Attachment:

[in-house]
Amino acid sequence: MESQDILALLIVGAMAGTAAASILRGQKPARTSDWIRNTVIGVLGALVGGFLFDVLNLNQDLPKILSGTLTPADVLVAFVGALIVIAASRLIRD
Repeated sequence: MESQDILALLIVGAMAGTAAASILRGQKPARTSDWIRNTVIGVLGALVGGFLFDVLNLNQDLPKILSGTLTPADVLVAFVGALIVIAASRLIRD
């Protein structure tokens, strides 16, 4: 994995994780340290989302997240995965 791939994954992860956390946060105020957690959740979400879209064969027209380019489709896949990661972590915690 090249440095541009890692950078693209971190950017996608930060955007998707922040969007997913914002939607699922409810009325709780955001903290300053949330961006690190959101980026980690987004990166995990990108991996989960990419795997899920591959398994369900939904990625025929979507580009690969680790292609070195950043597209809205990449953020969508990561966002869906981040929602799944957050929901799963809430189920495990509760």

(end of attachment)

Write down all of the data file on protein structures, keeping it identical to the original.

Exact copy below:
[in-house]
Amino acid sequence: MESQDILALLIVGAMAGTAAASILRGQKPARTSDWIRNTVIGVLGALVGGFLFDVLNLNQDLPKILSGTLTPADVLVAFVGALIVIAASRLIRD
Repeated sequence: MESQDILALLIVGAMAGTAAASILRGQKPARTSDWIRNTVIGVLGALVGGFLFDVLNLNQDLPKILSGTLTPADVLVAFVGALIVIAASRLIRD
């Protein structure tokens, strides 16, 4: 994995994780340290989302997240995965 791939994954992860956390946060105020957690959740979400879209064969027209380019489709896949990661972590915690 090249440095541009890692950078693209971190950017996608930060955007998707922040969007997913914002939607699922409810009325709780955001903290300053949330961006690190959101980026980690987004990166995990990108991996989960990419795997899920591959398994369900939904990625025929979507580009690969680790292609070195950043597209809205990449953020969508990561966002869906981040929602799944957050929901799963809430189920495990509760």